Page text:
Like anthropometric parameters, other variables are able to detect probable health risks, such as the plasma levels of inflammatory markers, particularly C-reactive protein (CRP), which predicts the development of cardiometabolic diseases [13]. The CRP measurement has also emerged as an important predictor of the incidence of NCDs, particularly obesity [14,15]. In this case, the measurement of inflammatory markers is directly related to fat percentage, whereas pro inflammatory cytokines secreted by the adipose tissue reinforce the hepatic synthesis of CRP, supporting the idea that CRP might be elevated in obese individuals [16,17]. However, this predictive ability is not consensual consistent. In one study, no associations between the presence of metabolic syndrome and high CRP levels were found [18].
Considering that non-communicable chronic diseases induce elevation in CRP values, and that the prevalence of these diseases is higher in the elderly, as is the elevation of CRP values [19,20,21], it is appropriate to carry out this study, due to its innovative character, aiming to analyze the association between WHtR and CRP in the elderly, as well as the relationship of this anthropometric index with the presence of the most prevalent morbidities in elderly populations when concomitantly analyzed in isolation and in combination.

2. Experimental Section

2.1. Study Characterization

This epidemiological study, was developed through Household Population Research, which is linked to the “First Diagnosis and Intervention of Food and Nutritional Status and Most Prevalent Non-communicable Diseases in the Population of João Pessoa, Brazil” (I DISANDNT/JP) project, conducted from July 2008 to January 2010. All subjects gave their informed consent for inclusion before they participated in the study. The study was conducted in accordance with the protocol was approved by the Ethics Committee of Center for Health Sciences (CCS), Federal University of Paraíba (protocol number 0493).

2.2. Sampling

A representative sample of the city population was stratified using R software [22] and information was collected from individuals in all age groups by home visits; however, this study only included the elderly population. Considering the variables analyzed, the total study sample comprised 170 elderly patients between 60 and 90 years of age (both genders), with complete data based on the sampling model adopted. More specific information about the sample definition and data collection are provided in a previously published study developed by the DISANDNT/JP [23] team.

2.3. Data Collection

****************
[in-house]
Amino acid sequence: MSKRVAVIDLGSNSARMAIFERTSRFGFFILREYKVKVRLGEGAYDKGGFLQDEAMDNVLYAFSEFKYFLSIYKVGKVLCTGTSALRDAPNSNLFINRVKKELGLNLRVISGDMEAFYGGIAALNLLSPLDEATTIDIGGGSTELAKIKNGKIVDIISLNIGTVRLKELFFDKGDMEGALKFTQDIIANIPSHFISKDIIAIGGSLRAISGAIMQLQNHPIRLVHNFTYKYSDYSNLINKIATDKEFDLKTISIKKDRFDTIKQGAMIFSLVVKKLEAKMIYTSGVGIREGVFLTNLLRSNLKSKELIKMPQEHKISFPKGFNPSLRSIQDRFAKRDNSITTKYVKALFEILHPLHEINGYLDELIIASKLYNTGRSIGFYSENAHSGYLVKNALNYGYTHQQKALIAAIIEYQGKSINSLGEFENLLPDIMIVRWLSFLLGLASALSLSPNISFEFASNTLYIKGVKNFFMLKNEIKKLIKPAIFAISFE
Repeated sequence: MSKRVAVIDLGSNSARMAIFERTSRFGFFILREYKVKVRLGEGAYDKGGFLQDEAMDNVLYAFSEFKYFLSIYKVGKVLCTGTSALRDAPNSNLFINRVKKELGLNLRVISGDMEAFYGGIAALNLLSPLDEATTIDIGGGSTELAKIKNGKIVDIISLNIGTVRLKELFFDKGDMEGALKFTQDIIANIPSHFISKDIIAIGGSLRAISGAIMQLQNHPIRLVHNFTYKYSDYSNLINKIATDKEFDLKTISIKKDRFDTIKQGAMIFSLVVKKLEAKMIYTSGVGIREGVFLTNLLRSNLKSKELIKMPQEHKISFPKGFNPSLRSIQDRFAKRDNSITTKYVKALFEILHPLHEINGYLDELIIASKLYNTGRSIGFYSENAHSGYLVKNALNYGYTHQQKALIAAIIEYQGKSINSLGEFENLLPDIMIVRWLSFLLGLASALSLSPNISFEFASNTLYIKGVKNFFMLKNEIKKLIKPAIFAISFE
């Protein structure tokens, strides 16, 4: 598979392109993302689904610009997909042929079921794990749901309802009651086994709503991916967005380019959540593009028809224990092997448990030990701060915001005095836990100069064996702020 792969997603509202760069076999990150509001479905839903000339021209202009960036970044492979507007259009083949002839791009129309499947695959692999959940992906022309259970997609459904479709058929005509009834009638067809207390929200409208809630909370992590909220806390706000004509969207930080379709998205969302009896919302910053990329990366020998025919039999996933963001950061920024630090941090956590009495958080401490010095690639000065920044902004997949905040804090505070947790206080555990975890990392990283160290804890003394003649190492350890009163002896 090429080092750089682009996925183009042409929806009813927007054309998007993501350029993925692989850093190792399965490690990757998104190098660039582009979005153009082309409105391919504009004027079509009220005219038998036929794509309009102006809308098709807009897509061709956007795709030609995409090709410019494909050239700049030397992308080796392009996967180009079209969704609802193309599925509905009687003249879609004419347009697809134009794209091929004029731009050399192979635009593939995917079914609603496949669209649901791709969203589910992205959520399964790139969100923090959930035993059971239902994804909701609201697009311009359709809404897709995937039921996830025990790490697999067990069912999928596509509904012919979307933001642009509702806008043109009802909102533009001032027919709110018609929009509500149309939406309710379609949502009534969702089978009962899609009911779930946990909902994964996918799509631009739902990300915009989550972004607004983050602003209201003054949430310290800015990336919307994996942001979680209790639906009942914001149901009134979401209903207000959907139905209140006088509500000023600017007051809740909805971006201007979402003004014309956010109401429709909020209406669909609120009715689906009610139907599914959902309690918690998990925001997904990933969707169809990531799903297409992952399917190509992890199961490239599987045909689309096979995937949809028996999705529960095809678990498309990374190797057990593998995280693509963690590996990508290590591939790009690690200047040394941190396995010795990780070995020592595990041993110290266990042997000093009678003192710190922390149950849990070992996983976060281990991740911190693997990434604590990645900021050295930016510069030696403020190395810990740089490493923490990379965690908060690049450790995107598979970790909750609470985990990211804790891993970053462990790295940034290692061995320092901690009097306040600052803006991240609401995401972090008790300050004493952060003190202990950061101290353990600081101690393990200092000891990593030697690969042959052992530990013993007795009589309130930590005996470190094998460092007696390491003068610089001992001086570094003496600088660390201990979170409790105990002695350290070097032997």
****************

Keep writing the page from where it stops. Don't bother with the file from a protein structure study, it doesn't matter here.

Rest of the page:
After training the team and after the pilot study, activities related to the study objectives were performed. The anthropometric evaluations included weight, height and waist circumference measurements. Each measurement procedure was performed in triplicate and the mean values were used. These measures were taken in the households of individuals participating. Excessive weight was assessed by BMI using the parameters proposed by the WHO, which considers general obesity as a BMI level ≥30 kg/m2 [24]. Abdominal obesity was assessed using the WHtR ratio for which the recommendation is that the waist value corresponds to half of the height value in centimeters for men and women [25].
After the patients fasted, qualified and trained nursing professionals collected blood samples in the patients’ homes for hs-CRP analysis. The samples were analyzed at the Clinical Laboratory of the “Lauro Wanderley” University Hospital where quantitative analysis was conducted by the agglutination of latex particles using an hs-CRP kit (BioSystems Reagents and Instruments, Barcelona, Spain). The hs-CRP cut-off points for individuals between 60 and 64 years of age were <8.5 mg/dL for females and <7.9 mg/dL for males; for individuals 65 to 90 years of age, the cut-off values were <6.6 mg/dL for females and <6.8 mg/dL for males [26].
The presence of various diseases is common in the elderly [27]. Morbidities were self-reported in the questionnaire, being defined by a “yes” answer to the question: “Have you ever been told to you by a doctor that you have any morbidity? Which one?” [28]. This age group was evaluated, considering the number of individuals without any morbidities, individuals with only one morbidity (i.e., an isolated morbidity), and the number of individuals with one or more morbidities (i.e., combined morbidities).